15th MEU News

15th MEU Marines cut through SAW training

24 May 2006 | Staff Sgt. T.G. Kessler

Ten Marines from the Command Element of the 15th Marine Expeditionary Unit recently had a chance to get familiar with one of the Marine Corps’ most relied upon automatic weapons.

Those ten Marines were given classes and the opportunity to fire the Squad Automatic Weapon, better known as the M-249 SAW.

The SAW is considered a hand-held, belt fed, light machine gun that has the ability to fire a maximum of 85 rounds per minute (sustained) at a maximum effective range of 3281 feet.

According to Master Sgt. Eric King, operations chief, 15th MEU, the main reason for the course is once the MEU is underway there may be a need for command element Marines to stand security.

An integral part of that security is the SAW, explained King, and therefore it is important for the Marines to know how to employ it.

“The main reason is when we set up the [command operations center] there will be Marines to provide security inside the COC,” said King.

“The security element will need automatic riflemen in the security element to cover fields of fire and avenues of approach. They may be used for convoys also and someone proficient needs to be the one using [the SAW],” he said.

During the eight-hour machine gun range the Marines received an introduction to the general data, the different roles and the safety and disassembly of the SAW. Since many of the Marines were inexperienced with the SAW it was important for them to be comfortable with it, said King.

Once the classes were over, it was time to shoot. Each Marine fired about 1,000 rounds throughout the course.

The first part of the course consisted of the Marines firing belts of 20 rounds each. King explained this was done in an effort to get the Marines proficient at loading and reloading the machine gun.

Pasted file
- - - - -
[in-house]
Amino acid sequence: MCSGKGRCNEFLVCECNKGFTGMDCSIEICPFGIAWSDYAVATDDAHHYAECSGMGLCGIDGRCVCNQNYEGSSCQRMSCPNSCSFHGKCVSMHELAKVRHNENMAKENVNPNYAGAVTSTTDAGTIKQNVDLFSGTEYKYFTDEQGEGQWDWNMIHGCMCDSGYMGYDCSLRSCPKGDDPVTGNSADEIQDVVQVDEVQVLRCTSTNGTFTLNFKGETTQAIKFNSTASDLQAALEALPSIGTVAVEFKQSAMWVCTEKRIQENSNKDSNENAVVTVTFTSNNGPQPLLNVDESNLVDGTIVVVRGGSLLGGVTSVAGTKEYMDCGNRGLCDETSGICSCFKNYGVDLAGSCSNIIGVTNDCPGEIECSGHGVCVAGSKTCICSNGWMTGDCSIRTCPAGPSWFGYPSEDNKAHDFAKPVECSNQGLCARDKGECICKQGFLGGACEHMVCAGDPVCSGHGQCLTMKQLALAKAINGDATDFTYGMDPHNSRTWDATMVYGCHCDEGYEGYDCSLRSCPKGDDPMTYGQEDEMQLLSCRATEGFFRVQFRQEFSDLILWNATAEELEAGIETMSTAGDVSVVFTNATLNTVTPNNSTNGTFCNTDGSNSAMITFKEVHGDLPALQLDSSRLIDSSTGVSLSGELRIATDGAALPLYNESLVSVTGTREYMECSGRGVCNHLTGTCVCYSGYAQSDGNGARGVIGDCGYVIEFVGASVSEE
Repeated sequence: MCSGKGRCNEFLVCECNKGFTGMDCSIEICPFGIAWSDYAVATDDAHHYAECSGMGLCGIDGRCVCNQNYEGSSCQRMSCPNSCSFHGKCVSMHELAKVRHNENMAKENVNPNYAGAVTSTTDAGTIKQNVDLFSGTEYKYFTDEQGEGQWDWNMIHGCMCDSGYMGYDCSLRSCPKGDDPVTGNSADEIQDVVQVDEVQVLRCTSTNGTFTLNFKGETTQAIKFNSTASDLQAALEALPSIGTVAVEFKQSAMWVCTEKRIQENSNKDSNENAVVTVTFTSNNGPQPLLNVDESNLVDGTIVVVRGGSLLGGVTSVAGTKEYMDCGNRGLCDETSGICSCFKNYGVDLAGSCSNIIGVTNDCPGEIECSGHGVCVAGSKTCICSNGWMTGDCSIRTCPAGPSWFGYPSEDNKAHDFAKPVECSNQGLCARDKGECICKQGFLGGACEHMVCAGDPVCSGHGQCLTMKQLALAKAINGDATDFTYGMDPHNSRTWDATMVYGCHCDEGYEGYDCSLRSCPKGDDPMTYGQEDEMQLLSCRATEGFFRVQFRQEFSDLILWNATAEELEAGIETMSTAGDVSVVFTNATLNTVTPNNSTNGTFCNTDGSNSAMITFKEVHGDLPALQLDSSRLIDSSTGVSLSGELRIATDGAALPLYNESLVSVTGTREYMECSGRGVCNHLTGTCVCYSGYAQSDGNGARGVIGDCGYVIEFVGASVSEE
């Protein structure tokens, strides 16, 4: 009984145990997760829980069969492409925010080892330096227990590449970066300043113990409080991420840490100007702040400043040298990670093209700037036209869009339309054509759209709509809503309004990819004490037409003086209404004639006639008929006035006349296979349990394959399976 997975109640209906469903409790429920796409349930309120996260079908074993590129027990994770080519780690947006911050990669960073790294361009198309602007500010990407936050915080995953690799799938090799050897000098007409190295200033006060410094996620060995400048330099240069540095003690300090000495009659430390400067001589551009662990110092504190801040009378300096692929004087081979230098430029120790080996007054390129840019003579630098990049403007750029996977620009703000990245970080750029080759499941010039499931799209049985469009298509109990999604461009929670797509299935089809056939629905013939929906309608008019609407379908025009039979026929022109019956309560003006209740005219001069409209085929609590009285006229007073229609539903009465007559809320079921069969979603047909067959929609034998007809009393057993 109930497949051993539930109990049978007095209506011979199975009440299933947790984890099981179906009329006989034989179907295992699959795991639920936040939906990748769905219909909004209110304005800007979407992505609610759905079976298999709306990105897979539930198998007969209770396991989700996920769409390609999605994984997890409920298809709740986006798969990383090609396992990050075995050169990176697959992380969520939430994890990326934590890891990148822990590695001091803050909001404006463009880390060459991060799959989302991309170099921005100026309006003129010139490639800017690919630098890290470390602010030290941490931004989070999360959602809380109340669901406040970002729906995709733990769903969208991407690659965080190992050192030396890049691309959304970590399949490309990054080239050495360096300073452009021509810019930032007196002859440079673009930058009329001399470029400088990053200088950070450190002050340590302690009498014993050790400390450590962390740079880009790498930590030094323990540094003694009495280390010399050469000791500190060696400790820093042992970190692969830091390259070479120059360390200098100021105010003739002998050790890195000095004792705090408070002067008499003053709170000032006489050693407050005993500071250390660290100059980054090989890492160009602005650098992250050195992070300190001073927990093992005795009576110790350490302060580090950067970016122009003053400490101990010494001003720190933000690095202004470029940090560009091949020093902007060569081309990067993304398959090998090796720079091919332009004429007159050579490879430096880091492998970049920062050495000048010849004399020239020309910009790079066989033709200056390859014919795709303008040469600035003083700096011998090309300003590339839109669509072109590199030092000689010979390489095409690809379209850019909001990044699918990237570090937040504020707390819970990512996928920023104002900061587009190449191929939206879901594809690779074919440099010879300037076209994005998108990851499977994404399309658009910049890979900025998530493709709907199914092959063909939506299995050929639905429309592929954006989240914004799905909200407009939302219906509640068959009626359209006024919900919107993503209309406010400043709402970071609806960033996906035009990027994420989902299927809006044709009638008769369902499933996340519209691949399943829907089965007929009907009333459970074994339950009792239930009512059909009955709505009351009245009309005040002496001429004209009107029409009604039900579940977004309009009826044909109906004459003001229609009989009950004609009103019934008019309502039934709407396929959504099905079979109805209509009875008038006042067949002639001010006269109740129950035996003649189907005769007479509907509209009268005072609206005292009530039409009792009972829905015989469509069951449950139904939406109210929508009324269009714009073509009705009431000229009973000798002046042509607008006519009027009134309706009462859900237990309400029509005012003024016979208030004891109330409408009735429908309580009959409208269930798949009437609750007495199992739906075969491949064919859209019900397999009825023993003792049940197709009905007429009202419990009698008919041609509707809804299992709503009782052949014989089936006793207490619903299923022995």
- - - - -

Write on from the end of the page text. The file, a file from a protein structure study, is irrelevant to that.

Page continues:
“The point was to allow them to feed and get used to reloading [the SAW] using the 20 round links, firing on my command. Once they were comfortable they were given two drums of 200 rounds and were then allowed to engage targets on their own from 100 to 400 yards,” explained King.

For many of the Marines present, this was their first time to use the squad automatic weapon, said King. However, because of the course they are now proficient enough to utilize the SAW in a combat environment.

“Many of them may have seen the SAW but were not proficient at loading. They basically had to be taught from square one. Now they are proficient enough to engage targets up to 3000 meters,” explained King.

One Marine present that had never had a chance to shoot the SAW was Private First Class Michael D. Puebla, administrative clerk, 15th MEU.

The Raceland, La., native explained that it was pretty hard to shoot at first and it was hard to see the target sometimes because after a couple of seconds the shaking becomes hard to handle.

Puebla was able to obtain a lot of useful information about the SAW he did not previously know, such as the maximum sustained rate of fire.

“I didn’t know that it shoots 725 rounds per minutes (cyclic),” said Puebla. “That’s a lot of rounds. The training was pretty in-depth.”

Puebla is fully aware of duties and responsibilities, he explained, and as one of the Marines picked for the SAW-gunners course, Puebla feels confident in his abilities to use and maintain the SAW.

“I can take it apart and put it back together pretty quick and I hit the targets pretty good so I guess I picked up something,” he said.

15th Marine Expeditionary Unit